Raccoons can cause a tremendous amount of damage to your home. The longer raccoons are in your home, the greater the level of damage. Understanding how to inspect for raccoons and raccoon activity in and around your home, and how to identify raccoon damage to your home, is key to preventing raccoon damage.
There are 5 key areas of your home’s exterior where raccoon activity is most often found. These are the areas of your home where a raccoon finds easy access into the attic, crawlspace, or soffit of a structure. When you inspect for raccoons you should pay close attention to these areas.
5 Areas to Inspect For Raccoons and Raccoon Activity
- Roof/Eave Returns. These are areas of your home’s exterior between the end of the roof and the home’s walls. These areas are perfect for a raccoon to make entry into a structure. They are dark, secluded areas of the roof where the raccoon can tear into the home unnoticed. In most home construction the building materials used in these areas are thin and easily pulled open.
- Gable Vents. Gable vents provide easy access for raccoons. These vents—used to ventilate the home—are easy targets for raccoons due to their lightweight construction. Once pulled open they provide direct access into the attic for raccoons, squirrels, and bats.
- Ridge Vents. Ridge vents are found on many homes, running the length of the peak—or ridge—of a home’s roof. These are typically a raised material that allow warm air to escape from the attic. Unfortunately, ridge vents are also easily pulled off by a raccoon. This allows the animal access to the attic or crawlspace directly below the roof deck.
- Chimney. It may surprise you to know that raccoons will happily live in a chimney. This most often occurs during the winter months. A warm chimney without a proper chimney cap is an inviting den location for a raccoon or family of raccoons. Inspect your chimney to ensure it is properly capped and that the cap is still in place.
- Soffits and Downspouts. The bend at the top of a gutter downspout is an ideal spot for a raccoon to sit while it tears it’s way into the soffit of your home. Raccoons will also climb downspouts to reach the roof, leaving scratches and a trail of muddy tracks as evidence. From the edge of the roof they can reach down to tear open a soffit to gain easy access into the home’s walls or attic.
Other Signs To Look For
Raccoons are stealthy animals. They can live in a structure for months before being discovered. Often, they’ll make an entrance into your home from an area of your roof or side of a dormer that isn’t visible from the ground. It is important to look for other signs of raccoon activity on your property that may indicate you have a problem.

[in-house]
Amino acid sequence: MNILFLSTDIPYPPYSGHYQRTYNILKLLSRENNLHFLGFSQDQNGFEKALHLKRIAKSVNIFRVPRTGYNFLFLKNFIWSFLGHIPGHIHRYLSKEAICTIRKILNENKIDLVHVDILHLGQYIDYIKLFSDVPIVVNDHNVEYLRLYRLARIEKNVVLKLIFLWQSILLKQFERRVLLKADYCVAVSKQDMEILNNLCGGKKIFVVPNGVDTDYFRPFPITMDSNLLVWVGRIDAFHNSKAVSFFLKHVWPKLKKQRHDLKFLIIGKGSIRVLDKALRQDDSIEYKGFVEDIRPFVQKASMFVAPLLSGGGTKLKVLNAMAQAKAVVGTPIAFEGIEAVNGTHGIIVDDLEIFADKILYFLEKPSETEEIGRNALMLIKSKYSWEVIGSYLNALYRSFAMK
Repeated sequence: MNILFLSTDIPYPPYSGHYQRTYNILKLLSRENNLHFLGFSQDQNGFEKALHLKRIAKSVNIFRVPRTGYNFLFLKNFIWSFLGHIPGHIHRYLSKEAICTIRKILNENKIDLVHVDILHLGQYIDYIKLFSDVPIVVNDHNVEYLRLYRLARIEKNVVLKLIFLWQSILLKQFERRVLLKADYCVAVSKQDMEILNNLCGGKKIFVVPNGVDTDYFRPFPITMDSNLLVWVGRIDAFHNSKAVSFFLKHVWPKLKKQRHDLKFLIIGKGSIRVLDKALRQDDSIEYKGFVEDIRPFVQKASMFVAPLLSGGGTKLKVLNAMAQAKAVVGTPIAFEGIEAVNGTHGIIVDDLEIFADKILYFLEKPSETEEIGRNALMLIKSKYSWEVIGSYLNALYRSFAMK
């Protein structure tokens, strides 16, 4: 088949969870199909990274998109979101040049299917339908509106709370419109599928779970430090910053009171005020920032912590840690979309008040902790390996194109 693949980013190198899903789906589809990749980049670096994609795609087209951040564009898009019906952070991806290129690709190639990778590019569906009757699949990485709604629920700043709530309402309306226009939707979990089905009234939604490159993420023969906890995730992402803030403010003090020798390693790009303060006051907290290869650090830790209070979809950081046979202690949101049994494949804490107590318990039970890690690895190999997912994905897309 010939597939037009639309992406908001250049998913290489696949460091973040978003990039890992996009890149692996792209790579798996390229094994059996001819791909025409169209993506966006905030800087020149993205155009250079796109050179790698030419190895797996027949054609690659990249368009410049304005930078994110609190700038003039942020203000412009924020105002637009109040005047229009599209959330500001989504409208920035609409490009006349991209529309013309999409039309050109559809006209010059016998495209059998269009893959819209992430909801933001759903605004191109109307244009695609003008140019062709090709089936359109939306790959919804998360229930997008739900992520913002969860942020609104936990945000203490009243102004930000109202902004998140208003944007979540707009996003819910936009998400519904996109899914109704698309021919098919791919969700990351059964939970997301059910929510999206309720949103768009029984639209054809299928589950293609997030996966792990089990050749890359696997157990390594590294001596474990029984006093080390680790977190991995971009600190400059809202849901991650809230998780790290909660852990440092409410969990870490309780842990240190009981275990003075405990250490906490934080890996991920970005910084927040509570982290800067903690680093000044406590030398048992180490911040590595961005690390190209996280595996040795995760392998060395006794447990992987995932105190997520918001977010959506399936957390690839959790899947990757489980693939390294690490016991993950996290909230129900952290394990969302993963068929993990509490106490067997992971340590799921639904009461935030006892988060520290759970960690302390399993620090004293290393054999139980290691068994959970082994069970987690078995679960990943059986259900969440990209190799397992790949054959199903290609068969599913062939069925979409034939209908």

Raccoon Scat. Raccoons will continually use the same area as a latrine. Over time their scat will build up into piles. Finding these piles on your roof or next to your home can be in indication of a raccoon living nearby.
Muddy Siding or Downspouts. As mentioned previously, a raccoon can easily climb a downspout or the corner of your home. They’ll often leave these areas filled with muddy tracks, offering a telltale sign of their activity on your roof.
Scratches and Claw Marks. Many porches and decks are constructed with wooden posts or beams to support a roof or decorative arbor. These offer easy-to-climb access for raccoons. Used regularly, these wooden posts or beams will become visibly covered with scratches from the raccoons sharp claws.
Weather will play a role in how well you can inspect for raccoons. Rain and snow will wash away or mask signs of raccoon activity. Bad weather will also prevent access to most roof areas for inspection. For Ohio home owners, we recommend that you inspect your home twice a year for raccoon activity. Performing an inspection once in early spring, and again in late fall, will help to catch raccoon activity before it becomes a major problem.
Be Smart! Be Safe!
When you inspect for raccoons and raccoon activity, be safe. Home inspections require the use of ladders and working at heights. Raccoons—unlike us—are expert climbers. Use caution when attempting to inspect high areas of your home. If you are in doubt of your ability to perform this type of work, hire a professional!
And finally, remember that raccoons are wild animals. When cornered or threatened, these powerful animals can and do attack. Homeowners should think ahead when inspecting their home for raccoons. If you find yourself face-to-face with a raccoon in your attic, can you quickly, calmly, and safely exit? Never attempt to chase these animals with a broom, or try to intimidate them by closing distance. Back out, close the attic door, and call the licensed professionals at Summit Wildlife Control.